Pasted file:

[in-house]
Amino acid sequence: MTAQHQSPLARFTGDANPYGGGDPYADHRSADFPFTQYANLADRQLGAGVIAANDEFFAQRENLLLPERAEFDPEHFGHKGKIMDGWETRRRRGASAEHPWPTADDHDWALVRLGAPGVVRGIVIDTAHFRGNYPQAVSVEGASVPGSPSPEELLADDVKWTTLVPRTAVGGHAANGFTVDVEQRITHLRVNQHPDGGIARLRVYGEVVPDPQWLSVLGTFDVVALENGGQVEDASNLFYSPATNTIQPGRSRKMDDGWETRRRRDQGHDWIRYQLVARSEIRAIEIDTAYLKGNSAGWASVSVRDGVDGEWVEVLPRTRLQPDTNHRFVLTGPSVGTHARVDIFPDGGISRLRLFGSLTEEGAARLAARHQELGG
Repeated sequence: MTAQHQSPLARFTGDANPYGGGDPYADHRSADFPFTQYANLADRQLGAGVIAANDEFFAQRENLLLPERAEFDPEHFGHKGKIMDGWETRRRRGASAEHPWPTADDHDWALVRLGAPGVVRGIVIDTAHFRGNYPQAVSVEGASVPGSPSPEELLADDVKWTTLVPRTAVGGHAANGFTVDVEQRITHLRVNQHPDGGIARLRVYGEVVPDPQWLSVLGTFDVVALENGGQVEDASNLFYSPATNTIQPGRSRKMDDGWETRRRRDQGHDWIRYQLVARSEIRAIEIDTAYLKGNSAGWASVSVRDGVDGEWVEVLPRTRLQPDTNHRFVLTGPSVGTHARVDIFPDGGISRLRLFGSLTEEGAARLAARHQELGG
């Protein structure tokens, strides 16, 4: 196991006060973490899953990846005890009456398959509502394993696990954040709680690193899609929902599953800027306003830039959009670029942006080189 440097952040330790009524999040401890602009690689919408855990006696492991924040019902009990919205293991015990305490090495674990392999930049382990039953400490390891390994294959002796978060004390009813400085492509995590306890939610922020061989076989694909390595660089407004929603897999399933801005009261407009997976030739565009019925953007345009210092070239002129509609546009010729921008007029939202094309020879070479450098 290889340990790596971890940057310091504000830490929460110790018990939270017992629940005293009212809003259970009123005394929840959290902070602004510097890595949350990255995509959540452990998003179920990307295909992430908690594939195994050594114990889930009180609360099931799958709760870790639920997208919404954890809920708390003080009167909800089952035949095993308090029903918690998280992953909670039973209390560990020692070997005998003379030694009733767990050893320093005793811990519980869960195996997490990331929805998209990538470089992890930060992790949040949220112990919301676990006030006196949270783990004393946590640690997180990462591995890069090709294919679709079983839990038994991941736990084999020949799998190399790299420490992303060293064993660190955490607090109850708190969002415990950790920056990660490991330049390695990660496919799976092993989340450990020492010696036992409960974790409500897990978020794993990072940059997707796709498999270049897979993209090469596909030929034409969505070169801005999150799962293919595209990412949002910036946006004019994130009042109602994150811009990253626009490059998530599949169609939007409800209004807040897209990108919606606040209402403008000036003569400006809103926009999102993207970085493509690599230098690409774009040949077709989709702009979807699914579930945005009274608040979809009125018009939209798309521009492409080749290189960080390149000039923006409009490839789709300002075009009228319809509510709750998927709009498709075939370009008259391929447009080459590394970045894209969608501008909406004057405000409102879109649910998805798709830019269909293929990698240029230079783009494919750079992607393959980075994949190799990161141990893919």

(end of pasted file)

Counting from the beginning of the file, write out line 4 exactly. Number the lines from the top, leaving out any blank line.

């Protein structure tokens, strides 16, 4: 196991006060973490899953990846005890009456398959509502394993696990954040709680690193899609929902599953800027306003830039959009670029942006080189 440097952040330790009524999040401890602009690689919408855990006696492991924040019902009990919205293991015990305490090495674990392999930049382990039953400490390891390994294959002796978060004390009813400085492509995590306890939610922020061989076989694909390595660089407004929603897999399933801005009261407009997976030739565009019925953007345009210092070239002129509609546009010729921008007029939202094309020879070479450098 290889340990790596971890940057310091504000830490929460110790018990939270017992629940005293009212809003259970009123005394929840959290902070602004510097890595949350990255995509959540452990998003179920990307295909992430908690594939195994050594114990889930009180609360099931799958709760870790639920997208919404954890809920708390003080009167909800089952035949095993308090029903918690998280992953909670039973209390560990020692070997005998003379030694009733767990050893320093005793811990519980869960195996997490990331929805998209990538470089992890930060992790949040949220112990919301676990006030006196949270783990004393946590640690997180990462591995890069090709294919679709079983839990038994991941736990084999020949799998190399790299420490992303060293064993660190955490607090109850708190969002415990950790920056990660490991330049390695990660496919799976092993989340450990020492010696036992409960974790409500897990978020794993990072940059997707796709498999270049897979993209090469596909030929034409969505070169801005999150799962293919595209990412949002910036946006004019994130009042109602994150811009990253626009490059998530599949169609939007409800209004807040897209990108919606606040209402403008000036003569400006809103926009999102993207970085493509690599230098690409774009040949077709989709702009979807699914579930945005009274608040979809009125018009939209798309521009492409080749290189960080390149000039923006409009490839789709300002075009009228319809509510709750998927709009498709075939370009008259391929447009080459590394970045894209969608501008909406004057405000409102879109649910998805798709830019269909293929990698240029230079783009494919750079992607393959980075994949190799990161141990893919």